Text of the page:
Then there was the Marvel Retailer Summit back in April, where David Gabriel, Marvel’s Vice President of Print/Sales/Marketing seemed to imply that diverse characters in Marvel’s books were the reason for their poor sales (Which he immediately attempted to clarify in his best “What I had said was…” voice), and then later in October during a retailer panel at New York Comic-Con when comic-book store owners also expressed their frustration and anger at the low sales of Marvel books in their stores due to frequent variant covers and also characters becoming unexpectedly diverse, such as Iceman coming out as gay, Captain America now being a Black man, and Thor now being a woman. According to these retailers, customers who go see Marvel movies such as Captain America: The Winter Soldier and Thor: Ragnarok end up confused when they later go to buy comics and the characters they love who they just saw in the movies don’t look anything like they do on the page. (Because back issues and trade paperbacks for comic books are no longer sold in comic-book stores or even in existence, I guess)

Then there was also Marvel’s decision to hire Ron Richards as VP/Managing Editor of New Media. Which would be perfectly fine except for the fact that Richards has been plagued with rumors and allegations of sexual harassment. And considering that DC Comics finally decided to fire Eddie Berganza after his many years of sexual harassment were brought to the attention of even more people thanks to Buzzfeed and the New York Daily News, Marvel’s decision to play Can You Top This? by hiring their own sexual harasser just came off as monumentally baffling.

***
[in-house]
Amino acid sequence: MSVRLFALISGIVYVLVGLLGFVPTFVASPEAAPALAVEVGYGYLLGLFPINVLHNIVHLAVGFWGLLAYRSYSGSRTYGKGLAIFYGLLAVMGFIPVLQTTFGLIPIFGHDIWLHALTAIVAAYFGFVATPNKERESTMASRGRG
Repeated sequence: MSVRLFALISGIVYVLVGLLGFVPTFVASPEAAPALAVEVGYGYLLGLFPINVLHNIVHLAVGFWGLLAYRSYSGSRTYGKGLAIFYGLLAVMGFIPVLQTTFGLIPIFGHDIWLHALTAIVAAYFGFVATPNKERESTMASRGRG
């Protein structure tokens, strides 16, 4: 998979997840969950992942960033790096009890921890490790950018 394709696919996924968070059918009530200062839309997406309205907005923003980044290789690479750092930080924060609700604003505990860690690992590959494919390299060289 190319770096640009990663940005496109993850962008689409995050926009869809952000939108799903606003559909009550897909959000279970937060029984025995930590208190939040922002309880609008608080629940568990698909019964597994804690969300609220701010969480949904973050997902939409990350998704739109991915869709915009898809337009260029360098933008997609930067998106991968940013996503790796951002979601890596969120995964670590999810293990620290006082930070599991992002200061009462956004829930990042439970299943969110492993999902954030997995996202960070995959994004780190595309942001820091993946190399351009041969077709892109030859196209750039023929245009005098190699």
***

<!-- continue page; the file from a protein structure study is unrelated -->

Shaun Lau (known as @NoTotally on Twitter), an Asian-American writer and host of the film/social-issues podcast No, Totally had a lot to say about this situation on Twitter, which makes sense considering that there is a lot about this situation that needs to be taken into consideration:

1. Someone from a group that historically finds it easiest to be employed adopts a pseudonym to take one of the few positions in this country that he doesn’t naturally qualify for. JUST THIS PART raises so many questions. Did he explicitly claim to be Japanese, in origin or ethnicity, in order to get hired? Believe it or not, that makes a difference. Because knowing the degree to which Cebulski misled Marvel, and/or the rigor or lack thereof of Marvel’s hiring practices will have an effect on how we interpret each side’s claims.